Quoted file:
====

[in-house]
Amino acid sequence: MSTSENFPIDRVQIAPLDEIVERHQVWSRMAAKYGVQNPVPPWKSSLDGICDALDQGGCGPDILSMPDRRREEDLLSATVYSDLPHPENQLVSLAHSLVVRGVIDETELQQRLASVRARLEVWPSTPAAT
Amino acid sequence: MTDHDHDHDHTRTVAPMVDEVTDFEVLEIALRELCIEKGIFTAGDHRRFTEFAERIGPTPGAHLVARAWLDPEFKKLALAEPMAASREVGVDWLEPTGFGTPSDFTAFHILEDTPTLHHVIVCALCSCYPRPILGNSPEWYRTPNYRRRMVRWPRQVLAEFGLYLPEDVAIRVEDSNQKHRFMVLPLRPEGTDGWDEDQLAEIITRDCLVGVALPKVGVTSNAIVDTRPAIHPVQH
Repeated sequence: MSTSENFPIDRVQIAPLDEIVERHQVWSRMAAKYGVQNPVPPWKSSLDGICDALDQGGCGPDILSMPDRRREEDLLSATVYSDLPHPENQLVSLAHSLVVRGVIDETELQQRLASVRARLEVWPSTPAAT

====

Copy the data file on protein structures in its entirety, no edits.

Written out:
[in-house]
Amino acid sequence: MSTSENFPIDRVQIAPLDEIVERHQVWSRMAAKYGVQNPVPPWKSSLDGICDALDQGGCGPDILSMPDRRREEDLLSATVYSDLPHPENQLVSLAHSLVVRGVIDETELQQRLASVRARLEVWPSTPAAT
Amino acid sequence: MTDHDHDHDHTRTVAPMVDEVTDFEVLEIALRELCIEKGIFTAGDHRRFTEFAERIGPTPGAHLVARAWLDPEFKKLALAEPMAASREVGVDWLEPTGFGTPSDFTAFHILEDTPTLHHVIVCALCSCYPRPILGNSPEWYRTPNYRRRMVRWPRQVLAEFGLYLPEDVAIRVEDSNQKHRFMVLPLRPEGTDGWDEDQLAEIITRDCLVGVALPKVGVTSNAIVDTRPAIHPVQH
Repeated sequence: MSTSENFPIDRVQIAPLDEIVERHQVWSRMAAKYGVQNPVPPWKSSLDGICDALDQGGCGPDILSMPDRRREEDLLSATVYSDLPHPENQLVSLAHSLVVRGVIDETELQQRLASVRARLEVWPSTPAAT